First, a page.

Lake Windemere is the largest natural lake in England, more than eleven miles in length and, at its widest, nearly a mile across. Its waters glisten in an area of outstanding natural beauty, one of the jewels in the crown of the Lake District, which since 2017 has been designated a World Heritage Site. A haven for wildlife, the lake remains one of the country’s most popular holiday destinations, with a heritage steam railway, numerous water activities and steamer cruises, and the breathtaking scenery that has inspired, among others, Wordsworth, Oscar Wilde and Arthur Ransome, whose much-loved Swallows and Amazons has long been a children’s classic. But not all is well at Windemere, as there is the huge and controversial issue of increasing quantities of raw sewage being pumped, or allowed to leak, into the water.

In 2020, the sewage treatment plant at Ambleside poured raw sewage into the lake via the river Rothay for more than 1,700 hours during the year, which is equivalent to 71 days out of 365. Outdated septic tanks from lakeside houses, holiday homes and caravans, as well as drain-off from agricultural land, also released sewage into the lake. Raw sewage adds phosphorous to the water, depleting oxygen levels and encouraging the growth of blue-green algae. As a result, growing numbers of dead fish and invertebrates are being recorded and there are grave concerns that the lake could become “ecologically dead.”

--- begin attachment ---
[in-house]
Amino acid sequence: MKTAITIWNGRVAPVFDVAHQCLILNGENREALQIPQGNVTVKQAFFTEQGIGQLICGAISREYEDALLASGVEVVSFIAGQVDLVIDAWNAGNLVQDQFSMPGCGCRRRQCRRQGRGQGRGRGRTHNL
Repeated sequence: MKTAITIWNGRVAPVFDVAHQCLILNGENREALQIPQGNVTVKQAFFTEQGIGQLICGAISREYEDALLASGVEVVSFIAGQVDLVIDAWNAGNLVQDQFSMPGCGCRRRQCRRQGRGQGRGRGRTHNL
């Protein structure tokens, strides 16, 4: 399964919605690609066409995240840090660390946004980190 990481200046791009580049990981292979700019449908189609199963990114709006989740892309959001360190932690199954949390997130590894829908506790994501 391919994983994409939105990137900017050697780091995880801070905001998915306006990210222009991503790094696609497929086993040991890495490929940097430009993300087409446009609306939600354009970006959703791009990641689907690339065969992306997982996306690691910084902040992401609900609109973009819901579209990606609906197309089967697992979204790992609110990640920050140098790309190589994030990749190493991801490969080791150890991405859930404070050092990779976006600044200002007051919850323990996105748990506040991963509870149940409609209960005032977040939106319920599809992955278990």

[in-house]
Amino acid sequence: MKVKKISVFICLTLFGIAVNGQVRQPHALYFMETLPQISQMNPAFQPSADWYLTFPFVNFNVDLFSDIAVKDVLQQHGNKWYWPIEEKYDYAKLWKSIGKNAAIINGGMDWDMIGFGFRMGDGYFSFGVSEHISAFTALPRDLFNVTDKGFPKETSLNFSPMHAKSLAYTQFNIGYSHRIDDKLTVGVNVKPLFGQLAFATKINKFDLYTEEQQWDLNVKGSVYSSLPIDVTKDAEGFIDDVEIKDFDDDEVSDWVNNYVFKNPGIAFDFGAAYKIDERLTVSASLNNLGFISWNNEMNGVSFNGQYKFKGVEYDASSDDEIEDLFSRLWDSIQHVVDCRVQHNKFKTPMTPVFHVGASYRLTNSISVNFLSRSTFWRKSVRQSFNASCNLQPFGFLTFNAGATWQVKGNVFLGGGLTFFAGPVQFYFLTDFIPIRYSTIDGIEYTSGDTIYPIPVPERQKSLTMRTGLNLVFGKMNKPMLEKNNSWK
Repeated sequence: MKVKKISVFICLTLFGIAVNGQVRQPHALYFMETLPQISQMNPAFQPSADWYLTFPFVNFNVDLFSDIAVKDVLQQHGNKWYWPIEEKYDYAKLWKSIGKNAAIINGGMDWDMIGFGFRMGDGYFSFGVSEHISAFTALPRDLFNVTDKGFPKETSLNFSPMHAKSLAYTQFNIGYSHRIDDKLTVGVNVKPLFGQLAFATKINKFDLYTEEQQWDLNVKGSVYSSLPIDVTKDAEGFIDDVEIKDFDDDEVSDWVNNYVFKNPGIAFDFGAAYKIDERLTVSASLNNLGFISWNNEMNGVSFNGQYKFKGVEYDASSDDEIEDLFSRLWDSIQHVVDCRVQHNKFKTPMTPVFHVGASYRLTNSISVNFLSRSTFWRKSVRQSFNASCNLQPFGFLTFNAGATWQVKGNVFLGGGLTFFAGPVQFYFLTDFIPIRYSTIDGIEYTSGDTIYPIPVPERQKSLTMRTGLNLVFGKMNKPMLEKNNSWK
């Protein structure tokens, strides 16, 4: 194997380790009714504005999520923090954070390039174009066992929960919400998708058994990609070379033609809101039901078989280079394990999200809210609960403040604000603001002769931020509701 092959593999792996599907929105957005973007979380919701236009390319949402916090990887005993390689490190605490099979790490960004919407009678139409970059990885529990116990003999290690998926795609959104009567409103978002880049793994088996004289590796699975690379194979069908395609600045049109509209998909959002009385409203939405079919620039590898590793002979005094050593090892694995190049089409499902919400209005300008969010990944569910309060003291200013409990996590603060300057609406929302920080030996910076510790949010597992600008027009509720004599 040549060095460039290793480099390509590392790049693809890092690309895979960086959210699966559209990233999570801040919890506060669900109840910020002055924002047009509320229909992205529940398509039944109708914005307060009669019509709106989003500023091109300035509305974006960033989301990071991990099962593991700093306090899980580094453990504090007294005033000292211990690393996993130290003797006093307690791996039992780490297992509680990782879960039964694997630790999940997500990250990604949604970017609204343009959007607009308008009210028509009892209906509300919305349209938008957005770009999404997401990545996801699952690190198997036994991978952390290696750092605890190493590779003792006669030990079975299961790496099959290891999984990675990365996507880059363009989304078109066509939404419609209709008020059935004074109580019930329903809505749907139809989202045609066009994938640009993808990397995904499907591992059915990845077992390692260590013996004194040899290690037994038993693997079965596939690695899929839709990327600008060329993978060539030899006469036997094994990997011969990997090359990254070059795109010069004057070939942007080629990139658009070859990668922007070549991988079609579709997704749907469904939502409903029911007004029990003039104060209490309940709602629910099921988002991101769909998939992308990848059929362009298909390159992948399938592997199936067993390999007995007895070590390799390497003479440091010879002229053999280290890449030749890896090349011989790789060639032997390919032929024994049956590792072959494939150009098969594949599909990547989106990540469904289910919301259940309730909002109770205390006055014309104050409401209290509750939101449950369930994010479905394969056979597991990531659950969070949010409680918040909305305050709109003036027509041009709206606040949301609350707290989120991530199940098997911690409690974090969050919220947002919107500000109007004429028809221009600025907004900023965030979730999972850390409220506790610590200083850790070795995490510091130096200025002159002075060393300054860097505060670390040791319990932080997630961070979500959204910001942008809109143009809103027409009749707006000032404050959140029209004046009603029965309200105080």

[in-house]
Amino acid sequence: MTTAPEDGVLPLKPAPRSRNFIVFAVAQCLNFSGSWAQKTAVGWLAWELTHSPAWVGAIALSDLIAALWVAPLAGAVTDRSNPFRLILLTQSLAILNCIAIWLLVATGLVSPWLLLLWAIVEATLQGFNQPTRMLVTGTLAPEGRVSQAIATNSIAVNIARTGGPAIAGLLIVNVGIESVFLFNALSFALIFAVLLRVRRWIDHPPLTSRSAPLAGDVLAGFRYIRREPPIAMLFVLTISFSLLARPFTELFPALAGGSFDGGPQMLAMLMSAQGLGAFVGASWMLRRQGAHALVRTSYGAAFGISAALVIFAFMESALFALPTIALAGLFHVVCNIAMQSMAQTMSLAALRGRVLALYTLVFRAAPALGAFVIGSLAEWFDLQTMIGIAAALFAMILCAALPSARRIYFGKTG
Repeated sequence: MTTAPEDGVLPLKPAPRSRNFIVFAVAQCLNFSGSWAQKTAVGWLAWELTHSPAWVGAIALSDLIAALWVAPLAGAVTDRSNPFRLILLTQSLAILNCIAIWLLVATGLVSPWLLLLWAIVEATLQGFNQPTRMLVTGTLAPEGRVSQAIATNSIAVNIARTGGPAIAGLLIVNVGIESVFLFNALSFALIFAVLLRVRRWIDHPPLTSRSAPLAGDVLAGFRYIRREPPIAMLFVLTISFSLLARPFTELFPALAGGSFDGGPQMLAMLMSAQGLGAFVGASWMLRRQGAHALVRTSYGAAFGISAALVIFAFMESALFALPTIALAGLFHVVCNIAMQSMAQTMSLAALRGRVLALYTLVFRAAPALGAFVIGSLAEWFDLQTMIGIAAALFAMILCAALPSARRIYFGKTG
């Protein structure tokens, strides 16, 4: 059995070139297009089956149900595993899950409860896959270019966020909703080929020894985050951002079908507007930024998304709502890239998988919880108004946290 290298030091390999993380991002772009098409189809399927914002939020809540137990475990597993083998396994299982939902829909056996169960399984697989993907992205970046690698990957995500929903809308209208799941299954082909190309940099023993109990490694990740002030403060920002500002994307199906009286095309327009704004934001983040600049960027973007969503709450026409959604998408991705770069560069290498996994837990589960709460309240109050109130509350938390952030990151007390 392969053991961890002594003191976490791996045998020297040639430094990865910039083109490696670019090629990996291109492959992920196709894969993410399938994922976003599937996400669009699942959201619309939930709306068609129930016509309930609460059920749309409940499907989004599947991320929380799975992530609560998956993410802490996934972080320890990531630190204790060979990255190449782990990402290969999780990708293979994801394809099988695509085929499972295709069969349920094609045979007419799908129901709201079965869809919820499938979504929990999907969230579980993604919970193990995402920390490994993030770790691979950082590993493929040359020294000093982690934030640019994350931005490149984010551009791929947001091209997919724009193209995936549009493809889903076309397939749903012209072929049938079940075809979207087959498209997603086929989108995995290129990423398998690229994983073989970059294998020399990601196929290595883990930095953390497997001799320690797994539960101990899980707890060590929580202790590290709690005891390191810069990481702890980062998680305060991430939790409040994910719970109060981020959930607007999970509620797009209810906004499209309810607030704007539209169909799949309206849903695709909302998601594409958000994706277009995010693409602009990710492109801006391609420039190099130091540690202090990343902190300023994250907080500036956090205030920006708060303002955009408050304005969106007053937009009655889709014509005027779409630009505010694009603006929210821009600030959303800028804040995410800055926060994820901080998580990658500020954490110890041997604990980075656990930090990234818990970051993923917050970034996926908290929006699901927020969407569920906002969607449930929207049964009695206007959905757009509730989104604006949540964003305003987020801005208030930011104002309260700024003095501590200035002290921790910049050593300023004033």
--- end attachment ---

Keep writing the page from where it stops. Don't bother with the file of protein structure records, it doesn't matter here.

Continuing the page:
Raw sewage spewing from the Rothay into Lake Windemere is not an isolated case, but an example of the way in which many of our rivers and waterways, large and small, are being treated, or mistreated. Water companies are meant to process raw sewage and release safe water into our rivers. However, it is not unlawful for the companies to release some untreated sewage. In special circumstances, after storms or unexpectedly heavy rainfall, when the amount of raw sewage coming into treatment plants exceeds capacity, companies are permitted to release the excess into rivers to avoid the system becoming overwhelmed. These amounts are supposed to be strictly monitored and reported to the Environment Agency. But there are claims that some companies are not always squeaky clean in their reporting. Examples of monitoring-equipment failures are not uncommon, leading to data reported as “unavailable”, not only for the period of the breakdown, but sometimes for an entire year.

The whole system has become something of a grey and murky area, not unlike the effluent itself. The Environmental Agency says it does not have evidence of companies deliberately manipulating the data they provide, but does see gaps in that data and is looking to tighten and extend regulations. Environmental campaigners have long been concerned for the health, safety and sustainability of our waterways and the nearby wildlife, now under significant threat. They call for complete transparency from water companies and say a clean-up of the industry is vital. If the example of Lake Windermere is typical, they appear to be right.

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